14 August, 2011

Preview: Peking Opera at Festival 2011

Photo: Liu Haifa
By Alice Longhurst

What do you get when you cross an Elizabethan playwright with a traditional Chinese opera troupe? This is not a joke, but one of the exciting cultural fusions set to grace this year’s Edinburgh International Festival.  EIF Director Jonathan Mills’ vision is to explore the bonds between Europe and Asia, making Shakespeare adaptations a natural choice. The programme features several cultural translations of the Bard’s works, including the Shanghai Peking Opera Troupe’s lavish production which reimagines Hamlet as The Revenge of Prince Zi Dan. It’s a thrilling idea, the transformation of a dark, verbose European tragedy into a characteristically Chinese blend of acrobatics and martial arts, music, singing and graceful ritual dance, flamboyant costumes and vibrant painted faces.

Interestingly Shakespeare has only recently become well recognised in China. Nineteenth century European missionaries made his name known, but Chinese versions of his plays were not available until the early twentieth century. Cultural Revolution clamp-downs followed hot on the heels of the 1967 publication of his complete works, resulting in the book being banned. Fortunately the political climate is more relaxed today - China’s economy and population is booming, and its arts scene is developing and shifting in response, reinvigorating ancient artistry with new influences, often taken from the Western literary canon. Alongside the Bard, the choice of whom is reflected in innumerable copied Tudor buildings, popular playwrights also include Ibsen and Beckett.

Peking Opera is one of some three hundred regional types of opera, and according to Dr Ashley Thorpe, a lecturer in theatre at the University of Reading, it’s the nearest China has to a 'national drama'. Such performances have deep roots in Chinese culture; the founding of the first dramatic school, the Pear Garden, was by Emperor Ming Huang in 740 AD, although the tradition of Peking Opera came together around 250 years ago.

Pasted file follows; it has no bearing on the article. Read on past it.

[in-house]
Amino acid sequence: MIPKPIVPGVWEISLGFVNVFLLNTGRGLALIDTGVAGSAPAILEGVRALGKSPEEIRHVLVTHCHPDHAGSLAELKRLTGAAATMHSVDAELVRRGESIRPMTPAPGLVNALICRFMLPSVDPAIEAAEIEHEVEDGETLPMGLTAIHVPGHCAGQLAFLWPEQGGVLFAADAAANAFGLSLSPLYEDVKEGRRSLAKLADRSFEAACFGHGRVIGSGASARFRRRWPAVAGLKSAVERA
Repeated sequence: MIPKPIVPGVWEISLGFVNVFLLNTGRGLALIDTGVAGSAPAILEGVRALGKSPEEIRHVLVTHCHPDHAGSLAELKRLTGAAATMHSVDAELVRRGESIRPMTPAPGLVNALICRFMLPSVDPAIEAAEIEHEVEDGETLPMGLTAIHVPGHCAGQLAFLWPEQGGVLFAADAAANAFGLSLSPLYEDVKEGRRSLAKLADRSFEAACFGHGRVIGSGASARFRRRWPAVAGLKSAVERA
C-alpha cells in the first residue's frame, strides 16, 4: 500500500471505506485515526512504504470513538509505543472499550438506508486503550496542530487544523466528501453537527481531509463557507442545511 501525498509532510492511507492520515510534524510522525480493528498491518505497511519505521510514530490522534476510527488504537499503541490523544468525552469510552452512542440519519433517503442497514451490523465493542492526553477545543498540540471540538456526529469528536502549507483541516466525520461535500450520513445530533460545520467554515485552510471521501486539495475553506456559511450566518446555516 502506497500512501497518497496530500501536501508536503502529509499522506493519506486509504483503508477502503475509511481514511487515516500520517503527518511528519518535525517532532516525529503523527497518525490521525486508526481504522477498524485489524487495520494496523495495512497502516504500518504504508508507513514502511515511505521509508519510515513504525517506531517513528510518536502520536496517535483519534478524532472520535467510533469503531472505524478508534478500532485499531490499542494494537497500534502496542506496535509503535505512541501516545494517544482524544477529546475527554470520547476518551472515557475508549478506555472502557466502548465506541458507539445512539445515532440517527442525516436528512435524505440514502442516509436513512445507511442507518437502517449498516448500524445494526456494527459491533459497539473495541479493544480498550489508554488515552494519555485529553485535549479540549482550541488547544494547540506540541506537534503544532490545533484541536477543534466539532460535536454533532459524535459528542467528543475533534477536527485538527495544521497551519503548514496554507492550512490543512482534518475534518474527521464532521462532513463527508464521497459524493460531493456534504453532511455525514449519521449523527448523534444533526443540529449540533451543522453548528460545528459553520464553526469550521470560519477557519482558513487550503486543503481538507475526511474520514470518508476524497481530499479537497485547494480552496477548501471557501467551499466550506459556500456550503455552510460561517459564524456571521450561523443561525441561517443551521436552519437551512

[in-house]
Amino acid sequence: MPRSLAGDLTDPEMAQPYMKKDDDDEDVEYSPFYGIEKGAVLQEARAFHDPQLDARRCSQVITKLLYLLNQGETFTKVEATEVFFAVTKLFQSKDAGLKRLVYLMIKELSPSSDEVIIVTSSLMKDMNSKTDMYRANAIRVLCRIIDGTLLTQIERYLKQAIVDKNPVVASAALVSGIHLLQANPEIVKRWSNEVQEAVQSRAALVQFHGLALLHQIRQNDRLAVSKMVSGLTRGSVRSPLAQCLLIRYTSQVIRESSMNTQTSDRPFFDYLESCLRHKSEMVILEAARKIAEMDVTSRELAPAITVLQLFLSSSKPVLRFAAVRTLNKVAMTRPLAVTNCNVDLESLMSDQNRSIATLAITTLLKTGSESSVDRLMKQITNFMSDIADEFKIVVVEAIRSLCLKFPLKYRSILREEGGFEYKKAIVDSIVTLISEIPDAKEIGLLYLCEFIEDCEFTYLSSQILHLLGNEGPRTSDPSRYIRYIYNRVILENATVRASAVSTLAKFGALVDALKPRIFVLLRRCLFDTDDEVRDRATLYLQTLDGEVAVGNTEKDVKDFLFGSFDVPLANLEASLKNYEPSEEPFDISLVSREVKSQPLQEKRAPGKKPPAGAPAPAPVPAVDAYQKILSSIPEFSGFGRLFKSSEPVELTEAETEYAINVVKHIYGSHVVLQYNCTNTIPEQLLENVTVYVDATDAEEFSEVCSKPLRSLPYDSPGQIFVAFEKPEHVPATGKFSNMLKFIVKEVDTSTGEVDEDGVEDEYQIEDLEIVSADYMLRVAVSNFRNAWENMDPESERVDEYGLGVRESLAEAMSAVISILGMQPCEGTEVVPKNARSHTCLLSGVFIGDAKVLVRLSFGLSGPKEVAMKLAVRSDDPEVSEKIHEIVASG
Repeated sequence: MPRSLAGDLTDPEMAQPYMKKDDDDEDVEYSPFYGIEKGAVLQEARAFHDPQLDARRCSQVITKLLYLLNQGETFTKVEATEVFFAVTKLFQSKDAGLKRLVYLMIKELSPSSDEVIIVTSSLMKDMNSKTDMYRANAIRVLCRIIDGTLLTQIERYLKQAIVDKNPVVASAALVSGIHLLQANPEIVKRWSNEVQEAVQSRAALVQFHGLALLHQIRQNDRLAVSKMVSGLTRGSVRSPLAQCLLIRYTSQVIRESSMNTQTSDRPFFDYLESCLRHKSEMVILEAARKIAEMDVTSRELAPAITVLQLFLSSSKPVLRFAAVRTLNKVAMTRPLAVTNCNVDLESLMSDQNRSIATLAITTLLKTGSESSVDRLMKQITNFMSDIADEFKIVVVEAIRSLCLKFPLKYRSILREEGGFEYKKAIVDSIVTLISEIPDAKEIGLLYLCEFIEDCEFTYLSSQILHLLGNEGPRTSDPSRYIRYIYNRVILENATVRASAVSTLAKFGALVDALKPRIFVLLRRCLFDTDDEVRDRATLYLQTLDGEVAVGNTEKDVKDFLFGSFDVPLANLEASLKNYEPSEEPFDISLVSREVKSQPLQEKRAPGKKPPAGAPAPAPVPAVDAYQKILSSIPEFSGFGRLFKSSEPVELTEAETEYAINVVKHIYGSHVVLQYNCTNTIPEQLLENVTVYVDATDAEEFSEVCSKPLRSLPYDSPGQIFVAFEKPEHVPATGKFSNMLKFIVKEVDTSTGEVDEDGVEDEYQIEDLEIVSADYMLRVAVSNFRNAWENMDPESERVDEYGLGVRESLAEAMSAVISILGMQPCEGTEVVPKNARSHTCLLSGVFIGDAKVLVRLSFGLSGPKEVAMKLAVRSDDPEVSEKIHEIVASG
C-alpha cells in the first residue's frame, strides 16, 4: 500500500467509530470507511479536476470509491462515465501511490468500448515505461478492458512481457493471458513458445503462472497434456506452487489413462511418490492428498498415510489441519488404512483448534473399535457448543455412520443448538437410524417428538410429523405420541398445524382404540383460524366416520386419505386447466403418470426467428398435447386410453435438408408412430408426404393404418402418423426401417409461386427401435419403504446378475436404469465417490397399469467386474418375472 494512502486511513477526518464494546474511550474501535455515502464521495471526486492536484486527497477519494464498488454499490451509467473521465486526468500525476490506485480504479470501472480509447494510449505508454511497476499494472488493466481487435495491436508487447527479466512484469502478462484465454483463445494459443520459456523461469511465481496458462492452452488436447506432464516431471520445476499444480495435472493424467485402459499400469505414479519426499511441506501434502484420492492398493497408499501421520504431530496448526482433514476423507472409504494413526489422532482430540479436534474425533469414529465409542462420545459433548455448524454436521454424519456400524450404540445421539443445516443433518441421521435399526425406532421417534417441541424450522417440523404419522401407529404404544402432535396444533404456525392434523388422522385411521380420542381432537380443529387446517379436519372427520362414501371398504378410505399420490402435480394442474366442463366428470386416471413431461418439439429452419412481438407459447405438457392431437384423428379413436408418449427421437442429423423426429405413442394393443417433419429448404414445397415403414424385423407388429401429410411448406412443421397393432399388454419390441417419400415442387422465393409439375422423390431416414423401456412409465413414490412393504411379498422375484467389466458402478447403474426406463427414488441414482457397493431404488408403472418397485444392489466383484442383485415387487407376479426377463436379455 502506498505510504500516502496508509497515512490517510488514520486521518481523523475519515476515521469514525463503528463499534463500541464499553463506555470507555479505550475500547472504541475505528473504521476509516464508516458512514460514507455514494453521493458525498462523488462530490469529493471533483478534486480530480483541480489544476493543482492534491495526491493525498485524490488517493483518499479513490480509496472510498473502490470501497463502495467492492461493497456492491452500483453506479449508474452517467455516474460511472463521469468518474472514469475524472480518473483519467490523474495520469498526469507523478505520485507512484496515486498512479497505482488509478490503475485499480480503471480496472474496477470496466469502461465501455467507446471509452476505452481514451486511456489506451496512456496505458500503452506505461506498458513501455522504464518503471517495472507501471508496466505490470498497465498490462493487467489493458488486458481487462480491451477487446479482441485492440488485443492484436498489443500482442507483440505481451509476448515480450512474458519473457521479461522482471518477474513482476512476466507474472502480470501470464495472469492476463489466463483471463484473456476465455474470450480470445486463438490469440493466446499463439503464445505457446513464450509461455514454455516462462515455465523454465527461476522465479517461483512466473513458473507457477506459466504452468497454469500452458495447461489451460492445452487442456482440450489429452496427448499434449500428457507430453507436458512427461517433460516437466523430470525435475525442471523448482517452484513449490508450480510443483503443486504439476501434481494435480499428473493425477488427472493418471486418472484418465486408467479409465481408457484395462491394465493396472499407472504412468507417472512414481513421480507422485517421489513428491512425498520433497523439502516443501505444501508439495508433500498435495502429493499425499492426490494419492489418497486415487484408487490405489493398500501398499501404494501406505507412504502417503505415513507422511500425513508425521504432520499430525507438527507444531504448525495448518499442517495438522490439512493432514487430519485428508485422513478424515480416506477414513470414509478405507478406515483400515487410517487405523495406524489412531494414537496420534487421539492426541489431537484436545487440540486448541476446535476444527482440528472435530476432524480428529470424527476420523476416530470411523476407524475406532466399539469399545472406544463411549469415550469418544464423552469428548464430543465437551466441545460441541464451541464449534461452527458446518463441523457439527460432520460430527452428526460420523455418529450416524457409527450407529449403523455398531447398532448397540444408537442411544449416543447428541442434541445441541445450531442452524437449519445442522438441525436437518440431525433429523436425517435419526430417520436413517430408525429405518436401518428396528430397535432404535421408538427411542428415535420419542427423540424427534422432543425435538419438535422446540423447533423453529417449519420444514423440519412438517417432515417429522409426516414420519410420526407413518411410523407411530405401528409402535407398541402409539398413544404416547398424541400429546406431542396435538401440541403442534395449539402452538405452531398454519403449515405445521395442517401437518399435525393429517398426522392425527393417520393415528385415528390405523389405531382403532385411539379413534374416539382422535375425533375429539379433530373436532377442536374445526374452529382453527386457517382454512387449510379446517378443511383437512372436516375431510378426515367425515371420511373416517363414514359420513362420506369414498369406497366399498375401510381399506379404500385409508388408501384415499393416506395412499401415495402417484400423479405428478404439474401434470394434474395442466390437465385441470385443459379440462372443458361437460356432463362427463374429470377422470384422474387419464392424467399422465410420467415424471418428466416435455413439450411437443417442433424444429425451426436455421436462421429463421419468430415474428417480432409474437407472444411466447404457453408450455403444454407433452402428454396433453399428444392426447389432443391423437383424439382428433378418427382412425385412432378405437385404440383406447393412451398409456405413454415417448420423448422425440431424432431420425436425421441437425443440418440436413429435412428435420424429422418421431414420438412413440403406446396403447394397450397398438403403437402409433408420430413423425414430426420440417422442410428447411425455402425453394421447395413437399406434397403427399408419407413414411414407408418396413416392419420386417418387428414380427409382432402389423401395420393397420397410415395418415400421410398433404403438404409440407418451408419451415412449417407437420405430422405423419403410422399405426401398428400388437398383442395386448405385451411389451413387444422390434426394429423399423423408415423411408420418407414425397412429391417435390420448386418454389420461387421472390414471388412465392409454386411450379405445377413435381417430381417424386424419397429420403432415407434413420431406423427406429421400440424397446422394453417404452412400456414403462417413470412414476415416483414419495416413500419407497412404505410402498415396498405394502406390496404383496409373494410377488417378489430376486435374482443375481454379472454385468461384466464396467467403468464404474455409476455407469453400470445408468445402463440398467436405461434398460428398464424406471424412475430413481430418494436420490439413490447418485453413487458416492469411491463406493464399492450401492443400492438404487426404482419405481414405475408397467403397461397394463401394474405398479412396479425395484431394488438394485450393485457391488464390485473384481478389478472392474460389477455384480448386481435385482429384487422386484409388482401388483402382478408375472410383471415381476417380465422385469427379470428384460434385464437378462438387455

As a sumptuous, sophisticated art form it occupies a similar place to that of classical opera here, although actors are required to dance, sing, fight and perform acrobatics, all within the same performance. This type of opera is highly symbolic, with vivid colours of make-up and costumes denoting emotion and rank, for example yellow represents strength and is also worn by emperor characters, while red indicates courage.

In keeping with tradition, the performance at the Festival is delivered in Mandarin, and the wealth of symbolism, the accompanying music, and gestured movements both clarify the story and give audience imaginations a good workout. To make matters even clearer, English supertitles are also provided.

So what can we expect from this show? Dr Thorpe encourages audiences to anticipate something very different. In contrast with much of traditional Western drama, Peking Opera is about far more than plot. It’s a showcase for actors’ skills, and appreciation of their wide-ranging talents is a crucial part of the experience. And since visits to these shores by high calibre Chinese opera troupes occur just one or twice a decade, The Revenge of Prince Zi Dan is a rare chance for Edinburgh audiences to glimpse this uniquely Chinese art form.

The Revenge of Prince Zi Dan
Shanghai Peking Opera Troupe

Friday 19 and Saturday 20 August, 8pm, Sunday 21 August, 3pm
Festival Theatre, Edinburgh

You can also watch behind-the-scenes films from Festival 2011 on Festival backstage. Produced in partnership with Standard Life, don't miss exclusive interviews with experts, artists and performers and the chance to find out more about the inspiration behind this year's programme from those who've made it happen. Visit eif.co.uk/festivalbackstage.

The Edinburgh International Festival runs from 12 August – 4 September. Browse the programme and book online at www.eif.co.uk or call 0131 473 2000.

This article has also been published on stv.tv which features reviews, previews and features from this year’s Festival.

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